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Understanding personal risk vs business risk and ownership structure

September 2023

Personal risk insurance policies can provide funds to replace the loss of someone’s personal income and help pay their personal expenses, such as mortgage repayments or groceries. The difference with business risk insurance is that it enables the business to continue if the owner or another key person were unable to work in the business due to sickness, injury or death. A business risk policy injects funds back into the business to support the ongoing operation. Depending on the ownership structure, a combination of personal and business risk insurance may be most appropriate.

Sole traders

Many sole traders will not have business debt and may choose to wind up the business in the event of sickness or injury. However, they may face the loss of personal income they need to continue to pay their personal expenses. Some businesses have ongoing commitments they would still need to pay even if they were not able to operate, such as a lease agreement for a vehicle. They may also have contractual agreements that, due to an individual’s expertise, they would need to fulfill - even if they were unable to do so due to sickness or injury. If a business has been trading for less than three years, personal income cover may not be available. A business start-up product may be a better option.

Related parties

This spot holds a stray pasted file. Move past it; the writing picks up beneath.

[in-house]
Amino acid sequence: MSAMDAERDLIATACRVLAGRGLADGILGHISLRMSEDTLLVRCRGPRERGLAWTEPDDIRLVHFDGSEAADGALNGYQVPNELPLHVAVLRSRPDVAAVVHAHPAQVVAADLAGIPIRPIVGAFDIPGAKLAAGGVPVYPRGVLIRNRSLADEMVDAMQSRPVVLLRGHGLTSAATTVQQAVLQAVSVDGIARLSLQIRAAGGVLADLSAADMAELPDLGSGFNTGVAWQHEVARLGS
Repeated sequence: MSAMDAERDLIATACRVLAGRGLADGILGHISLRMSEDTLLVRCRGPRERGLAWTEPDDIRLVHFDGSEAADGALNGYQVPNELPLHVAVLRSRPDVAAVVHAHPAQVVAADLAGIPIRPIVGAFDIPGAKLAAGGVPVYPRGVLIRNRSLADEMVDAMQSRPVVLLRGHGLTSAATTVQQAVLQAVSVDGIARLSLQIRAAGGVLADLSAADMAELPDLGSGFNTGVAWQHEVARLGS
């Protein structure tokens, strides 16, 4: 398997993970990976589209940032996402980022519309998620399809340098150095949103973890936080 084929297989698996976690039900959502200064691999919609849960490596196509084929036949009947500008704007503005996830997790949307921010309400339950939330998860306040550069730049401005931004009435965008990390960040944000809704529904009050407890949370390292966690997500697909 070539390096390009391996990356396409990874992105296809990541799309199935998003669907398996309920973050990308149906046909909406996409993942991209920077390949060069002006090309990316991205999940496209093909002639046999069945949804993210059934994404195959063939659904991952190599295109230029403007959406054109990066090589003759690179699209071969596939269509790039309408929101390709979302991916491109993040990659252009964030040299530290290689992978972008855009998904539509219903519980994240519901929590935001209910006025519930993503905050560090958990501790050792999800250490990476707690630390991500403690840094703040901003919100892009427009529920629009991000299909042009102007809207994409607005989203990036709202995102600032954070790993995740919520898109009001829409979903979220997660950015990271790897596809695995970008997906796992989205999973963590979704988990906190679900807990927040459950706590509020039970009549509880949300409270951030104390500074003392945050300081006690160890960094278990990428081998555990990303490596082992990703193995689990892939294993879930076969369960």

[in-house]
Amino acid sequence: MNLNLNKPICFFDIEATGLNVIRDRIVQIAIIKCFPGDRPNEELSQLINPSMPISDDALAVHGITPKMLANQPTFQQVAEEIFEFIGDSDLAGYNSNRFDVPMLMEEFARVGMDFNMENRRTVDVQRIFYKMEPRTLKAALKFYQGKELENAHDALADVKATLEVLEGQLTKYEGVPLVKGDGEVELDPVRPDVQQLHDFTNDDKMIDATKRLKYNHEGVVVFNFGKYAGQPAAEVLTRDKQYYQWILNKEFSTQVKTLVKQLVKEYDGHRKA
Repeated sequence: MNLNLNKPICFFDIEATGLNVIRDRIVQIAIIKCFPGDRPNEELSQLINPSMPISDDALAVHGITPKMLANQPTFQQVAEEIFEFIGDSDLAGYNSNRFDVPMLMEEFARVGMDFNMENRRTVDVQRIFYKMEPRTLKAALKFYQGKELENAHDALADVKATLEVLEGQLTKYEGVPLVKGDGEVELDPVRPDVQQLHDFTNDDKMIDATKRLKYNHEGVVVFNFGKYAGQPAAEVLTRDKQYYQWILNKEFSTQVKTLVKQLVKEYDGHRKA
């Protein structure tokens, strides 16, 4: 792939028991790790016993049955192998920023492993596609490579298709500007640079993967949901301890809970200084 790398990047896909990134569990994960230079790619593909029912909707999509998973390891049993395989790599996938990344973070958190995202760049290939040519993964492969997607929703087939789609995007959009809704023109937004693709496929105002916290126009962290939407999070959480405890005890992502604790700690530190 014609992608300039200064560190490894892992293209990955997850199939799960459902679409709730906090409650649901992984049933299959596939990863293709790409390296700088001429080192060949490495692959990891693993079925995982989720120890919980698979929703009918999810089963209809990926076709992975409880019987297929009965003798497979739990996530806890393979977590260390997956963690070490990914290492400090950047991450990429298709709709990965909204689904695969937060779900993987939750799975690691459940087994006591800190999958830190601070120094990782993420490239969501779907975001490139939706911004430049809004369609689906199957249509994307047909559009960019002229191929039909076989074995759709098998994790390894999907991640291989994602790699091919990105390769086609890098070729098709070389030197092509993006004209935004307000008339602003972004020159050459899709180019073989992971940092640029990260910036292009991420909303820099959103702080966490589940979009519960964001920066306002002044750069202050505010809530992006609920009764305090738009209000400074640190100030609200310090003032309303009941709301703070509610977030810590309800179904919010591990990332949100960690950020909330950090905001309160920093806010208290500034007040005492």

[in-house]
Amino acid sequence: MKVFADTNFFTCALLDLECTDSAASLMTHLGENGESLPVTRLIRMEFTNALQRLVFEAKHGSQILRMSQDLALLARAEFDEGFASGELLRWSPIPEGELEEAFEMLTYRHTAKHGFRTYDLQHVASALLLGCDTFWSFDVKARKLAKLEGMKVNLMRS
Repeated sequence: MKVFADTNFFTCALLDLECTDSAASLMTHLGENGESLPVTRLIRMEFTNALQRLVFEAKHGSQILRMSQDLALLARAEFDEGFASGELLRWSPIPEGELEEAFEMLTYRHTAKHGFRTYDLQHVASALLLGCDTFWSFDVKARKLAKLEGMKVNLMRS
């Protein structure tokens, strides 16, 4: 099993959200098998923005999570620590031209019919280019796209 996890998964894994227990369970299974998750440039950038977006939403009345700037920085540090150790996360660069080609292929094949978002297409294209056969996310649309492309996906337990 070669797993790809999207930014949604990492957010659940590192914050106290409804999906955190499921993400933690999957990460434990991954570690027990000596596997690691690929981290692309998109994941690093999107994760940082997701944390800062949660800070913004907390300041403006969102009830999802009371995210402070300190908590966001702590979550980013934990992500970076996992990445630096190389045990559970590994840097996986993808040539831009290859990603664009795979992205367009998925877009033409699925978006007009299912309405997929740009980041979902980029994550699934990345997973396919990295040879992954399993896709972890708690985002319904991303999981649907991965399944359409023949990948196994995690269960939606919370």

Some businesses have related owners, and therefore their insurance goal is to replace a personal income as well as inject funds into the business. This would enable the business to continue generating revenue in the event of the sickness, injury or death of one of the parties. This is where a combination of personal and business insurance could help. It could inject funds back into the business to replace labour and loss of revenue, or cover the business overheads necessary to stay in business.

Unrelated parties

Some businesses have directors, partners or shareholders who are involved in the everyday running of the business. As a result, there could be serious financial consequences if they were unable to work due to sickness, injury or death. Others solely inject funds into a business.  If they were unable to work, or if they needed to withdraw their funds for any reason, they would need to be repaid. Shareholder agreements usually require funds to be available if a shareholder dies in order to fund the purchase of shares from the exiting shareholder. Business risk solutions such as Shareholder Protection and Debt Protection may be useful here.

To find out more download the Business Risk brochure